© 1999, Rick Sammon, All Rights Reserved
How do we get ideas? This is
a question man has asked since the time of the great Greek philosophers,
Aristotle and Plato. The answer differs from person to person, from culture
to culture, and from idea to idea. I don't claim to know the answer,
but as a digital artist/ photographer, I know one potential source of
ideas: digital imaging programs, like Adobe Photoshop and Bryce 3D.
These programs have opened up a whole new world of creativity for me.
I now see and shoot differently--knowing that elements in a scene can
be used in digital imaging programs to create visions from my mind's
One such example is what I call my "Predation on Planet Bryce"
image. While working in Bryce 3D, I felt like I was exploring another
planet. Some-how, perhaps because I'm involved in the study of coral
reefs, the idea of creating a predation scene popped into my mind. So,
I looked through my slide file and found a picture of an eel with its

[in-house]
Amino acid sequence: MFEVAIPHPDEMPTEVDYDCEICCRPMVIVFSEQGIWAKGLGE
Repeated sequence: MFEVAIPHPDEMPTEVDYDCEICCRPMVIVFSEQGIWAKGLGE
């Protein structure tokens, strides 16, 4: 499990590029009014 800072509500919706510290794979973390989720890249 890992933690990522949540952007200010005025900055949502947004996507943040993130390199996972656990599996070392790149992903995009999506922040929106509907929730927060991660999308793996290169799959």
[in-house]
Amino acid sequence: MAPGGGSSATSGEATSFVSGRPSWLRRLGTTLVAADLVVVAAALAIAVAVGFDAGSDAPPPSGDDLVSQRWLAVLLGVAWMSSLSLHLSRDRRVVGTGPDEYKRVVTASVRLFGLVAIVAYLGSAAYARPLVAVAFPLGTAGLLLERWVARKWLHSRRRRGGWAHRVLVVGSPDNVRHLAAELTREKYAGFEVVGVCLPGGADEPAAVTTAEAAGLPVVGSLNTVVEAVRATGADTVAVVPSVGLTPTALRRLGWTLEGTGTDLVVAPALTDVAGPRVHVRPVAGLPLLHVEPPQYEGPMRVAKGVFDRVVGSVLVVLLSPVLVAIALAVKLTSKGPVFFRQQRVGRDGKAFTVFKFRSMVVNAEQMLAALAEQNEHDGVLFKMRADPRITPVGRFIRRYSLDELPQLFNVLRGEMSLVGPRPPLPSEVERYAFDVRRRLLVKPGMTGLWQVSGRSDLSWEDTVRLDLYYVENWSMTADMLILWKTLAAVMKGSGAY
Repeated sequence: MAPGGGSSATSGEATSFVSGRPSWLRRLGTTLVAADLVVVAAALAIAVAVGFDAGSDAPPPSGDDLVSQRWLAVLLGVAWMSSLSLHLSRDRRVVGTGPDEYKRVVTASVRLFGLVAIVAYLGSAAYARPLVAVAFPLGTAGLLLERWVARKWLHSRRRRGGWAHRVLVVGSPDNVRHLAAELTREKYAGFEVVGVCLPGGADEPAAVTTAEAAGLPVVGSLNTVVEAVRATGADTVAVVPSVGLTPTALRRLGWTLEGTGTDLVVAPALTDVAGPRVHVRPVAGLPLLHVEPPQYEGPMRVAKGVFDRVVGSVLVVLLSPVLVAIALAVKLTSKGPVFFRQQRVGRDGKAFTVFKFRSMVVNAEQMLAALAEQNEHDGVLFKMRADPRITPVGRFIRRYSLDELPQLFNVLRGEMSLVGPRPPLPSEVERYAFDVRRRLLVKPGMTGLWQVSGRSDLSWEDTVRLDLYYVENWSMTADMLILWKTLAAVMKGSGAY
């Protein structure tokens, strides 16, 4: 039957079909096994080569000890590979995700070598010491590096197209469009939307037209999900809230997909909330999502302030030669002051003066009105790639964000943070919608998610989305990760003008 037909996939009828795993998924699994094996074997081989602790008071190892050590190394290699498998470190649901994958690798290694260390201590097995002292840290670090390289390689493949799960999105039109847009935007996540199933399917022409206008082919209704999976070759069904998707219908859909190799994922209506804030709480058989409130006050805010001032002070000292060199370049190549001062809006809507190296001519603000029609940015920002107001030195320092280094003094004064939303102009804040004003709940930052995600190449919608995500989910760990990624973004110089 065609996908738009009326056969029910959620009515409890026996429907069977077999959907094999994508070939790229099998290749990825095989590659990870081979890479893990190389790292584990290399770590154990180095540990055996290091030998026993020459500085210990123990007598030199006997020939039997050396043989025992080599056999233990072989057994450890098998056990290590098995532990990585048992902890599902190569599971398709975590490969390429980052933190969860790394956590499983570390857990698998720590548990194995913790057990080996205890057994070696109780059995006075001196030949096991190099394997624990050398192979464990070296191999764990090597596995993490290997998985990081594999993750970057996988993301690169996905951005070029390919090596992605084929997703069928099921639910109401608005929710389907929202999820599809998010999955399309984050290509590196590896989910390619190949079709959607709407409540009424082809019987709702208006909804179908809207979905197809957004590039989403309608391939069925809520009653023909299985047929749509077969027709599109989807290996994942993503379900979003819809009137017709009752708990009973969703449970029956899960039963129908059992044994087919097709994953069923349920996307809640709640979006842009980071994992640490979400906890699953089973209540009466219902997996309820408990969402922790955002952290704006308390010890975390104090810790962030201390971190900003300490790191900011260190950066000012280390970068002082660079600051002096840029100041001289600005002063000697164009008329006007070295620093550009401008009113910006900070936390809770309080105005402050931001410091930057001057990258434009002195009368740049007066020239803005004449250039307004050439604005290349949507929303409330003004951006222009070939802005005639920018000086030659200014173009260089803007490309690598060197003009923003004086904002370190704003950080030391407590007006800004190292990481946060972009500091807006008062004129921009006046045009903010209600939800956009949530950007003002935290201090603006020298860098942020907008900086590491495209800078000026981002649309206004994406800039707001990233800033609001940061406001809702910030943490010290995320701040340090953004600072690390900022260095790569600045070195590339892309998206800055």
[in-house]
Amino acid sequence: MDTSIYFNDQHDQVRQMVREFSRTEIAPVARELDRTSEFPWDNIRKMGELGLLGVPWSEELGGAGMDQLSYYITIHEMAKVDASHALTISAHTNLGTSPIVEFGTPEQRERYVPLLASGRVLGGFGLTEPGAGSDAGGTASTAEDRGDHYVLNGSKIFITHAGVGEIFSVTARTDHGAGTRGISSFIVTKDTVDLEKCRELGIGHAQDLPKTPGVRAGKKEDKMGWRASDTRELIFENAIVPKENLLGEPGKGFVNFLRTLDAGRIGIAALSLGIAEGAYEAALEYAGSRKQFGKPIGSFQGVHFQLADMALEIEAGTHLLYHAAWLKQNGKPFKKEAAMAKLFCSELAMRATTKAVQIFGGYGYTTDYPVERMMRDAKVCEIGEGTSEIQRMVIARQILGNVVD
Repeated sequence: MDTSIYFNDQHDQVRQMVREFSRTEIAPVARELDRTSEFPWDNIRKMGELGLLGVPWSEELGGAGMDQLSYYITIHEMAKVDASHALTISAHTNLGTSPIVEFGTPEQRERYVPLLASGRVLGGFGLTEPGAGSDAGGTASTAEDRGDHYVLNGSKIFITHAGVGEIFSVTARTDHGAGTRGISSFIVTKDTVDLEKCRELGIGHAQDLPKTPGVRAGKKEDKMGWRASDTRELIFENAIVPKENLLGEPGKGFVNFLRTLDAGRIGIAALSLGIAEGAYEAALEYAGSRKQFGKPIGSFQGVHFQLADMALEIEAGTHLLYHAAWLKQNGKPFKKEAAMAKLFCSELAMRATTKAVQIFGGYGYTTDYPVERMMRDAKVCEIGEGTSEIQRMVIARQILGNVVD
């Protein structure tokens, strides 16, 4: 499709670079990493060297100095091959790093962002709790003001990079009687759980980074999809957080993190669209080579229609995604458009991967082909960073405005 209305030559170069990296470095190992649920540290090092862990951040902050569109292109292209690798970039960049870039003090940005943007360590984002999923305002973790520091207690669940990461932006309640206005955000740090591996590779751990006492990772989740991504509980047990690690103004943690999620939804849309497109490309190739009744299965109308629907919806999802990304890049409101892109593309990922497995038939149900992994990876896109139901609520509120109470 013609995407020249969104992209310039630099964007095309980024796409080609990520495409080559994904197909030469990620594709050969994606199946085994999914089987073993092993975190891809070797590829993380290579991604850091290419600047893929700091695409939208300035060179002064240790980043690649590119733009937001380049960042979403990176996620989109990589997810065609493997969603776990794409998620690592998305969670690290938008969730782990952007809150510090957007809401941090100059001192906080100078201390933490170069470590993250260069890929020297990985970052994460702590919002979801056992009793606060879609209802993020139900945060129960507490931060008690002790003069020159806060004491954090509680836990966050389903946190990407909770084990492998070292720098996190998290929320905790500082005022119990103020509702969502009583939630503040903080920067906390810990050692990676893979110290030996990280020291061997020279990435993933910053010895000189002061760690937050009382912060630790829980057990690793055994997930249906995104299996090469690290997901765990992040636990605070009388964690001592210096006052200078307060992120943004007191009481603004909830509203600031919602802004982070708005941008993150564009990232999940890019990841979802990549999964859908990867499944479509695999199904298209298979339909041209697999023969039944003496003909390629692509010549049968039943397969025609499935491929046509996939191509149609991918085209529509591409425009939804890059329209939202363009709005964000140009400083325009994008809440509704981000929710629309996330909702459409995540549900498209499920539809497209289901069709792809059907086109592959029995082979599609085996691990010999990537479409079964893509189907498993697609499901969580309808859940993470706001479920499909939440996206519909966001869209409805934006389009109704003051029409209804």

mouth agape. Perfect.
Then I found a picture of
a raccoonfish--a tasty subject, for an eel. In Photoshop, I "cut
out" these fishes from their background using a Photoshop plug-in
called Extensis ProMask. Then I imported the images into Bryce 3D. Once
in Bryce, I placed the fishes in the scene using wire frames. I then
put the raccoonfish in a bubble just for fun.
Finally, I selected the "fine art" rendering mode and pressed
the render button. After 12 hours and seven minutes, my 5x7"/
219dpi/4.5MB file image was finally rendered--on my PowerMac 6500/225.
As you can see, my final image is not exactly the same as the rendered
image. That's because, after all my hard work, I followed Ansel
Adams' advice: "A print is never done." So I went
back to the digital drawing board--for even more fun.